Objectives: In this retrospective multicenter study, we evaluated the safety of SARS-CoV-2 vaccination in patients harboring autoantibodies targeting neuronal surface and/or synaptic antigens. Methods: From eight Italian Neurology Units, we included patients with: a) serum and/or CSF positivity for specific neuronal autoantibodies; b) a compatible neurological syndrome; and c) available follow-up ≥6 weeks after vaccination with any of the approved SARS-CoV-2 vaccines. Demographics, clinical data, and information regarding previous SARS-CoV-2 infection and vaccination were collected. Disease relapses were considered "post-infectious" or "post-vaccination" when occurring within 6 weeks from infection/vaccination. Results: We included 66 patients; 7/66 (11%) had a previous history of SARS-CoV-2 infection and 1/7 (14%) had post-infection relapses. BNT162b2-Pfizer-BioNTec was administered in 55 cases (83.3%) and mRNA-1273-Moderna in 11 (16.7%). The median number of doses administered per patient was 2 (1-3) and >50% of patients did not experience side effects. Five patients (8%) had post-vaccination relapses (seizure 3/5); 4/5 improved after immunotherapy, while one did not receive immunotherapy and worsened. Patients with post-vaccination relapses had higher disability scores at vaccination (p = 0.025), a trend favoring Leucine-rich glioma-inactivated protein 1 LGI1 glutamic acid decarboxylase 65 (GAD65) antibodies (p =  0.054) and shorter time from last relapse (p = 0.057). Discussion: Our data support the safety of SARS-CoV-2 vaccines in patients with neurological disorders associated with antibodies to neuronal and synaptic antigens.

Safety profile of SARS-CoV-2 vaccination in patients with antibody-mediated CNS disorders

Dinoto, Alessandro;Sechi, Elia;Ferrari, Sergio;Mariotto, Sara
2022

Abstract

Objectives: In this retrospective multicenter study, we evaluated the safety of SARS-CoV-2 vaccination in patients harboring autoantibodies targeting neuronal surface and/or synaptic antigens. Methods: From eight Italian Neurology Units, we included patients with: a) serum and/or CSF positivity for specific neuronal autoantibodies; b) a compatible neurological syndrome; and c) available follow-up ≥6 weeks after vaccination with any of the approved SARS-CoV-2 vaccines. Demographics, clinical data, and information regarding previous SARS-CoV-2 infection and vaccination were collected. Disease relapses were considered "post-infectious" or "post-vaccination" when occurring within 6 weeks from infection/vaccination. Results: We included 66 patients; 7/66 (11%) had a previous history of SARS-CoV-2 infection and 1/7 (14%) had post-infection relapses. BNT162b2-Pfizer-BioNTec was administered in 55 cases (83.3%) and mRNA-1273-Moderna in 11 (16.7%). The median number of doses administered per patient was 2 (1-3) and >50% of patients did not experience side effects. Five patients (8%) had post-vaccination relapses (seizure 3/5); 4/5 improved after immunotherapy, while one did not receive immunotherapy and worsened. Patients with post-vaccination relapses had higher disability scores at vaccination (p = 0.025), a trend favoring Leucine-rich glioma-inactivated protein 1 LGI1 glutamic acid decarboxylase 65 (GAD65) antibodies (p =  0.054) and shorter time from last relapse (p = 0.057). Discussion: Our data support the safety of SARS-CoV-2 vaccines in patients with neurological disorders associated with antibodies to neuronal and synaptic antigens.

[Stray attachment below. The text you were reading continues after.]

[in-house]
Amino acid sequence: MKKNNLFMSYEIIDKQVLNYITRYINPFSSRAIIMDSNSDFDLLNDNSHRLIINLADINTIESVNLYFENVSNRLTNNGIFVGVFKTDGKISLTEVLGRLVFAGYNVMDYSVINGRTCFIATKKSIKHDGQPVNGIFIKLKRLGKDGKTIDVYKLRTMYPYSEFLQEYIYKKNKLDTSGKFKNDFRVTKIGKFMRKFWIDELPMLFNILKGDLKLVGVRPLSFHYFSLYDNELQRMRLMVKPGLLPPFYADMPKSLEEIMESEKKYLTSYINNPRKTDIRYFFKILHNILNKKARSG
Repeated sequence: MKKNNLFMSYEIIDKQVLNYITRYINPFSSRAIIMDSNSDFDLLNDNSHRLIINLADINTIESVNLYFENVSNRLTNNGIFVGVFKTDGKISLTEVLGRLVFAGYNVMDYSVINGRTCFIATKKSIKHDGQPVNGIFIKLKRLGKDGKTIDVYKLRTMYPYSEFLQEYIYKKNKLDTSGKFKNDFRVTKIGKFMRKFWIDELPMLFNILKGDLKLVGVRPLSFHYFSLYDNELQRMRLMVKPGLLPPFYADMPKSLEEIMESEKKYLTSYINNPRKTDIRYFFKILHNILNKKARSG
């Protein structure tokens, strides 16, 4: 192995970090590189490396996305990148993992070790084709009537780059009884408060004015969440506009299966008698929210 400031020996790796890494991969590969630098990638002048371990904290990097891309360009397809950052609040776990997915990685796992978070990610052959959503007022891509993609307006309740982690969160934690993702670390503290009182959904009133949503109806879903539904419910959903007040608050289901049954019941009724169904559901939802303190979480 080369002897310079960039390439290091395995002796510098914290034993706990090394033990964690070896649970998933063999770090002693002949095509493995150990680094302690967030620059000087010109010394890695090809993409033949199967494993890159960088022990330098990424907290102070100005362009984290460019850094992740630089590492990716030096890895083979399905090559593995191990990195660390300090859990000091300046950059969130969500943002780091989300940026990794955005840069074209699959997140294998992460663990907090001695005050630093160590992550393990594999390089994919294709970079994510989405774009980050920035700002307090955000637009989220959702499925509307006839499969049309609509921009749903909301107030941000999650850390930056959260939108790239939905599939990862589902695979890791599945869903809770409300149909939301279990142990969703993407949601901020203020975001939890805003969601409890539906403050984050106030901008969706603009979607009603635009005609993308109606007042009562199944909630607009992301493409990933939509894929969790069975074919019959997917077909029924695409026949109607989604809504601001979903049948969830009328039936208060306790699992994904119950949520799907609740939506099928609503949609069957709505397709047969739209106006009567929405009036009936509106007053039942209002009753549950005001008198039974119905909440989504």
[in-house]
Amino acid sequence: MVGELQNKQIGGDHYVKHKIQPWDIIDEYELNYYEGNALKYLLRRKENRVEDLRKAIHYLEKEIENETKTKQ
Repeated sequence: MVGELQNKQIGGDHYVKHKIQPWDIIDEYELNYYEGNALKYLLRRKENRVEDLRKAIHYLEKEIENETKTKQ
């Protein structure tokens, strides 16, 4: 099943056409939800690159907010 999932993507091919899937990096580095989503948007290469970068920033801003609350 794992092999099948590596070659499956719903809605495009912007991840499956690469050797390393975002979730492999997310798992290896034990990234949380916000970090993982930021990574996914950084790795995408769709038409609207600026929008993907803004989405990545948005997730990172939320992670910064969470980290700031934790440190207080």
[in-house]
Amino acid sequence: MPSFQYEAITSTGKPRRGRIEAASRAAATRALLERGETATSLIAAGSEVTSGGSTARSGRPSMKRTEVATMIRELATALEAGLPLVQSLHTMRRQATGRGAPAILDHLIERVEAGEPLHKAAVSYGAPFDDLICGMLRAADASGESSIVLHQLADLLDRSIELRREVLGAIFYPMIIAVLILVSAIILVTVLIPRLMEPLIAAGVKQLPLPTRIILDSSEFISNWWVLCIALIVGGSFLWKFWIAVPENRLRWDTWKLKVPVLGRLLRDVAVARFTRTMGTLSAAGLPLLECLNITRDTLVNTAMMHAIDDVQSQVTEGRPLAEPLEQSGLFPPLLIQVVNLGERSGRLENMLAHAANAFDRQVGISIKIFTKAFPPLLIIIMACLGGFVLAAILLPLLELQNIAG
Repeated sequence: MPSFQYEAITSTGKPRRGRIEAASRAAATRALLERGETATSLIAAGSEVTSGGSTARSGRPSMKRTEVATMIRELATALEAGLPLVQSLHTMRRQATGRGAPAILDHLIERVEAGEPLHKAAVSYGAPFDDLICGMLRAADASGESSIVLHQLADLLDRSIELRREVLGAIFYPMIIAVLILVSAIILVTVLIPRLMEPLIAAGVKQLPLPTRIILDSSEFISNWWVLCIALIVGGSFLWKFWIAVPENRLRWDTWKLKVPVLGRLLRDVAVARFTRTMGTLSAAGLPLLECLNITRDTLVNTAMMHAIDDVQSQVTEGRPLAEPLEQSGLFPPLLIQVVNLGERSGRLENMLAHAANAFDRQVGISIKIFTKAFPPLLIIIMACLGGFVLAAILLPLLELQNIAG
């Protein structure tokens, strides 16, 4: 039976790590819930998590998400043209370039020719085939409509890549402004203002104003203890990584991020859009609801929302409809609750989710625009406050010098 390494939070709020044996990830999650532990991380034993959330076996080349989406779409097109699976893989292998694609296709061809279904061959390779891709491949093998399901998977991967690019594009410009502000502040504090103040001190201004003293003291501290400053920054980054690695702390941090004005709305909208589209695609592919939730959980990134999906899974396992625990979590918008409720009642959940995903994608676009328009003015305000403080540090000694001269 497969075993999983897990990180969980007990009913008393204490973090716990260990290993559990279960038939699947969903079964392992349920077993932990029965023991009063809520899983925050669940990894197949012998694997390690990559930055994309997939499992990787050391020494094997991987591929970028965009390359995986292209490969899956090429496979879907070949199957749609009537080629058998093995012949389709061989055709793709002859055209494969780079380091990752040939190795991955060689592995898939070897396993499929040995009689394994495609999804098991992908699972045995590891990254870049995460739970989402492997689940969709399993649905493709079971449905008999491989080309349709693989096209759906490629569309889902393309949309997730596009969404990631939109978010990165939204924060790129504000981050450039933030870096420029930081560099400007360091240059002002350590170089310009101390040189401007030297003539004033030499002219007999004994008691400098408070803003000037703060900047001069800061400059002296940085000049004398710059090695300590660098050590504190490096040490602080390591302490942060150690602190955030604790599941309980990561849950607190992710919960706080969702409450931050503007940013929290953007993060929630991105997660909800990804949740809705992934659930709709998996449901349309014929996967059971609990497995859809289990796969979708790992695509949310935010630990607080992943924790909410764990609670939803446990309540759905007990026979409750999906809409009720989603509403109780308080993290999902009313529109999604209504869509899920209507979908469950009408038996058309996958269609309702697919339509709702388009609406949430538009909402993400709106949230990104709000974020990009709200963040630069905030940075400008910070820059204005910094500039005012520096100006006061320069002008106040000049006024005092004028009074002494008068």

Autoimmune encephalitis
CNS autoantibodies
SARS-CoV-2
Safety
Vaccination
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Utilizza questo identificativo per citare o creare un link a questo documento: https://hdl.handle.net/11562/1063850
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